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7 Comments

  • Erlend
    2011-05-14 20:00:21 GMT+0000 - 20:00 | Permalink

    You will probably be wanting to read Karl Sandnes’ new book ‘The Gospel According to Homer and Virgil’ that looks at (and argues against) suggestions that the NT consciously paralleled Homer. He also looks at how any intentional parallels can be shown to exist between the N.T. and other literature, rather than relying on this ad hoc, parallel-mania.

    • 2011-05-14 21:53:24 GMT+0000 - 21:53 | Permalink

      Centos are another genre entirely. Apollonius, Virgil, authors of the Hellenistic and Jewish novels, including Acts, and the gospels, were not centos. Mimesis is not something made up and it is part and parcel of the study of classicists, and Bruce Louden is a classicist. You might like to have a look at “Mimesis and Intertextuality in Antiquity and Christianity”. These sorts of studies that range from Virgil to Acts are not ad hoc parallel-mania but use the same disciplines as Dale C. Allison used with his studies comparing Jesus in the Gospel of Matthew with Moses, and Andrew Clark in his study of the parallel lives of Paul with the apostles in Luke-Acts.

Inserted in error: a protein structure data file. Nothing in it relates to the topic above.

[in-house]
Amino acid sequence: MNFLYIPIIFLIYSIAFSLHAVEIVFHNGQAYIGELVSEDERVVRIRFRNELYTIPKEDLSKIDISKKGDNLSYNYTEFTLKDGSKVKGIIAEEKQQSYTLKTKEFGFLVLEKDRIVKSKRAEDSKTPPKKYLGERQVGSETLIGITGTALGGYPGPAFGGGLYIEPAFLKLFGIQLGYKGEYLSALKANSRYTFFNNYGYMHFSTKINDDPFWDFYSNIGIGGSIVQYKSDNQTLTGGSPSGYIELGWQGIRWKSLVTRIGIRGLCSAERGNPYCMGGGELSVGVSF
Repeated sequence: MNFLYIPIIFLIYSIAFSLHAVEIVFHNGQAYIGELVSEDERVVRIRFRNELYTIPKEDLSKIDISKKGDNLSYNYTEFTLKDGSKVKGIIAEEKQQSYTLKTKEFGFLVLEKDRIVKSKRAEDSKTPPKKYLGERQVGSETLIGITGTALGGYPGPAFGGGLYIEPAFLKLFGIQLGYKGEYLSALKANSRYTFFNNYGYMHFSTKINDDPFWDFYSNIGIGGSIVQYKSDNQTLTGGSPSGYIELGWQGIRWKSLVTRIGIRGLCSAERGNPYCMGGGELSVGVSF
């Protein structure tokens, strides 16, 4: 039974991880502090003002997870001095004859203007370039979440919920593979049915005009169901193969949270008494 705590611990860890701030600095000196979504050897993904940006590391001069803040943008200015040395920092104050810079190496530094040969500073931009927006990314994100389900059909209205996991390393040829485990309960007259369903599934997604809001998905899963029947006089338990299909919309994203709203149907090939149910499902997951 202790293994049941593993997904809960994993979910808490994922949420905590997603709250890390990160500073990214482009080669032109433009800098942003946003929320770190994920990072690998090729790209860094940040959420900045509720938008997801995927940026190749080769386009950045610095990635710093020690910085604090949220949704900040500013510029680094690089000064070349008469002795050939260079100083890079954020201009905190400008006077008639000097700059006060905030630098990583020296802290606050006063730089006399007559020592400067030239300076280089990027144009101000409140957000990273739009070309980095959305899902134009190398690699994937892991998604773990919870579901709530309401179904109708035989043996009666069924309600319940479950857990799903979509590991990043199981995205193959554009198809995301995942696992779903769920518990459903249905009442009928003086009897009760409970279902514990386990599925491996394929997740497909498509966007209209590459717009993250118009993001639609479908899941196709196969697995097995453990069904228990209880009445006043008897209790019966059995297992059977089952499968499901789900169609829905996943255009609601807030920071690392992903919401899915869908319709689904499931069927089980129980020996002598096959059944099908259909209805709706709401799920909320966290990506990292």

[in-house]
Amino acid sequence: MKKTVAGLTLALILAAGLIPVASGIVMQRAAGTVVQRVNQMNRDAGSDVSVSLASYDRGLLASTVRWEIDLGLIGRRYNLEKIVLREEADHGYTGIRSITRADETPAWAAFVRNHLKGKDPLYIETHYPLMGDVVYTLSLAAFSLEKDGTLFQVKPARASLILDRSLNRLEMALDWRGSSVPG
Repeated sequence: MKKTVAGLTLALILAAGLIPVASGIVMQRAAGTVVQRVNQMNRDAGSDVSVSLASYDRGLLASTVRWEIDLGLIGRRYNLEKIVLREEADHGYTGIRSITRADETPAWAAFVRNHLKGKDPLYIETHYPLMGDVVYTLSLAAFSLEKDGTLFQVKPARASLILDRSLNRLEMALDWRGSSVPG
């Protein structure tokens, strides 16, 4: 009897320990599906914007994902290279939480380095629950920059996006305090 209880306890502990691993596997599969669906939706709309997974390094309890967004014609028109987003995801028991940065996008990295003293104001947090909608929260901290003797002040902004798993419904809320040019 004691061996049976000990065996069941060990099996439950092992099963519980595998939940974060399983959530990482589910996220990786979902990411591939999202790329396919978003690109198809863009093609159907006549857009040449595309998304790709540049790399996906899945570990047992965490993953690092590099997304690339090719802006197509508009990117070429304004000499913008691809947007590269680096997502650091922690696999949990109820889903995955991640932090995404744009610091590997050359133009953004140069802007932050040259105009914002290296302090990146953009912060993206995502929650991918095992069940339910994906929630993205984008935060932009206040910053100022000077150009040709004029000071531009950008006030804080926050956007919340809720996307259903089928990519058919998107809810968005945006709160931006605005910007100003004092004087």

There seems to be a lot less upset with the view that Gospel stories are influenced by OT stories than there is with acknowledging the non-Jewish influences. I don’t see the need for this. Those who learned to read and write Greek were more than likely familiar with Homer.

  • Erlend
    2011-05-14 23:05:59 GMT+0000 - 23:05 | Permalink

    Neil,

    Sandnes is not saying the gospels are centos (obviously). He is arguing against the view that the gospels are imitations, or in places try to imitate, classical texts though. His argument brings in quite a lot of useful information. I will leave you to consult his book and see whether it will provoke a change in your views or not. But I thought it relevant to point out to you and your followers a resource that has an opposing view.

    As for MacDonald’s view of mimesis, you might want to consult (if you haven’t already) Sandnes’ article in JBL: “Imitatio Homeri? An Appraisal of Dennis R. MacDonald’s “Mimesis Criticism”, again to find a counter-point.